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Old May 27th, 2017, 12:48 PM
POWERSTROKE POWERSTROKE is offline
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Default Re: Toro-Flow- G.M. vs. Cummins

Yes, I'm very familiar with the Super-Duty Fords gas truck engines, Before I was old enough to drive I rode Shotgun with my Dad hauling livestock to the various stocky Ardsley, sale barns, and packing plants. Sundays were always a big day at the Chicago Stock yards. Hundreds of truck loads of cattle, hogs, and a few sheep showed up for the Monday markets. It was a pretty good testament of what the best gas powered trucks of the day was. Pruitt Trucking from Litchfield, Illinois, down by St. LOUIS ran a huge fleet of Ford's. The Fords always seemed to run the fastest. I never heard of the Ford diesel project but I did hear there was a bigger, around 600 Cid V-8 in the works. IH actually made a 605 Cid V-8 but for stationary industrial uses, never made it into a truck. Guy Dad drove for slowly changed from his V-6 GMC'S to IH CO-190's with Red Diamond 450 power. It seemed like everything on the road passed us. The Interstates were under construction in those days, passing was a function of knowledge of the road, trust in the guy your passing, and pure luck, and Horsepower and gearing. Sometimes a couple attempts to pass were needed on the 2-lane state routes.
There were 6-7 livestock truckers around home, all used gas powered trucks around 1960, by 1965 they had half diesel power. By 1970 there was only about 4 companies left and everyone had some diesels. By 1975 there was two left, one all diesel and the other one kept one gas 427 Chevy for the farmers that still had to have gas trucks haul their livestock.
The guy Dad drove for traded the two CO-190s for Emeryville, and a new Chevy C-70 with a Toro flow became the local truck. It had the cab style of the GMC B- series. Dad enjoyed driving the new Chevy much more than the Emeryville. Shifting a transmission with a lever directly attached to the Trans beats that monstrosity of a linkage the Emeryville had. The lower cab height and power steering made the Chevy handle like a half ton pickups with air brakes.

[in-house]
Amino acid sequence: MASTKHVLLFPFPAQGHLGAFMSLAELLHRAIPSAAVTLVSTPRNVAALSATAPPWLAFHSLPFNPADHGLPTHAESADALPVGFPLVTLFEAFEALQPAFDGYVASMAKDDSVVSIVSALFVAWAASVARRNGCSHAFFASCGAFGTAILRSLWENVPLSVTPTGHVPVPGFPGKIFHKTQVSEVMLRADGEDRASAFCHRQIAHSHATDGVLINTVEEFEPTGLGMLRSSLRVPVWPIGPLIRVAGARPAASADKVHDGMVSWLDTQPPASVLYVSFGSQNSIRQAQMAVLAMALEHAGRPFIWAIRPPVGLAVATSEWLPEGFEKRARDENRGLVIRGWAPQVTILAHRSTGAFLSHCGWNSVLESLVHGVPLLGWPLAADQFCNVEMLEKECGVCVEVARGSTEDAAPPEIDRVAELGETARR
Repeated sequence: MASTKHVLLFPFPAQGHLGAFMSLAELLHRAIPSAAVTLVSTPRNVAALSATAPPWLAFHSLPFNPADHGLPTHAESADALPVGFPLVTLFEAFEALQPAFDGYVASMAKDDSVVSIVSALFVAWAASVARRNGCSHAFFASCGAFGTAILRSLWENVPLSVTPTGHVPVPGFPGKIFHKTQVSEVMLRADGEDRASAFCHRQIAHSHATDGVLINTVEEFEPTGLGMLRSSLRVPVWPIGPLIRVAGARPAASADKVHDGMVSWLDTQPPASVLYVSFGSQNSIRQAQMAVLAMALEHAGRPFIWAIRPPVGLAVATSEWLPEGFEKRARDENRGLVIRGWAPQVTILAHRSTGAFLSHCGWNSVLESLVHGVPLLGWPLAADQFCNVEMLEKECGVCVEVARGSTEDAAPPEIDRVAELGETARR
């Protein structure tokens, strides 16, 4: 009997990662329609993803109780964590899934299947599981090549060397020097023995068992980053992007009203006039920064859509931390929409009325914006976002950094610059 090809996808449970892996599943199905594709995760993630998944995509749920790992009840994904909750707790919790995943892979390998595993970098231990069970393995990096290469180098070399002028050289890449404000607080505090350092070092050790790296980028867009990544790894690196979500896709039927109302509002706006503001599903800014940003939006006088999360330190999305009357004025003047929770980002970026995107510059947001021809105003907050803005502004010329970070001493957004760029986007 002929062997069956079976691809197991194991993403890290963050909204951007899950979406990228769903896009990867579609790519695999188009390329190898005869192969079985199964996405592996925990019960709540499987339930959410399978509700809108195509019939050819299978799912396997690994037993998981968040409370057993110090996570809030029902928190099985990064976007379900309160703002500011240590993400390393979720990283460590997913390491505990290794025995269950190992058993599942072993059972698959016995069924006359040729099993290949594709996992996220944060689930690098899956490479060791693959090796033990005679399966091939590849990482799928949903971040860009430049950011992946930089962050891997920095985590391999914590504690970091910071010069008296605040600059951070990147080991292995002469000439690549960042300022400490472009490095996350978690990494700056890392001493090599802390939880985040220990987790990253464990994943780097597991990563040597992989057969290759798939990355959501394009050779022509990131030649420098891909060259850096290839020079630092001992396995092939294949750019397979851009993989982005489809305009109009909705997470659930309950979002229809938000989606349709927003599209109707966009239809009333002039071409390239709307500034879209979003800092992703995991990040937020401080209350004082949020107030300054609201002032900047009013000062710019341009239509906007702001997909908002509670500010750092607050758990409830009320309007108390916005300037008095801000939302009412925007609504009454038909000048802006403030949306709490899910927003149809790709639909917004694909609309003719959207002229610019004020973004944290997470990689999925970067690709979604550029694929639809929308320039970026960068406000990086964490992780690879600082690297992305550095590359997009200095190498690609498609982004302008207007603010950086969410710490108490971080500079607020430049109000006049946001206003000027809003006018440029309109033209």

Last guy I drove for that had the borrowed F-750 with the 8.2L bought a 70's vintage Loadstar 1800 with 478 gas V-8. That tiny 1/4 inch fuel line from the fuel pump to 2 bbl Holley carb had no business trying to flow 20 gallons of gas per hour but it did. It would have been considered a BIG TRUCK 20 years earlier. I've run a pretty interesting mix of 50s, 60s, and 70s vintage medium and heavy-duty trucks. I won't count the 1940s vintage Chevy farm truck I drove one load of corn to town in. Remember the ones the starter pedal was right on the starter next to the gas pedal?

Speaking of Super-Duties again, my 1978 Ford factory service manuals still have the service procedures and specs for the Super-Duty engines. Like you said, Nothing in common with any other engine. My Uncle had a 56 F-750 farm truck. MY cousin still has it, has many many miles. Their local Ford dealer had a Super-Duty powered Ford semi-tractor he hauled livestock with, kinda a rolling advertisement. He passed EVERYTHING on the road. He sold several trucks & tractors every year. One customer complained his truck didn't run like the dealers. After 4-5 trips in for service, tune-ups, this nearly new truck had the carb removed, set on the floor and smashed with a 16 pound sledge hammer. It was sent in for warrantee stating simple " broken". The truck ran MUCH better with the new carb.

Are you familiar with the Ford GAA engine? 1100 Cid, 500+ hp tank engine. Another neat piece of automotive history.
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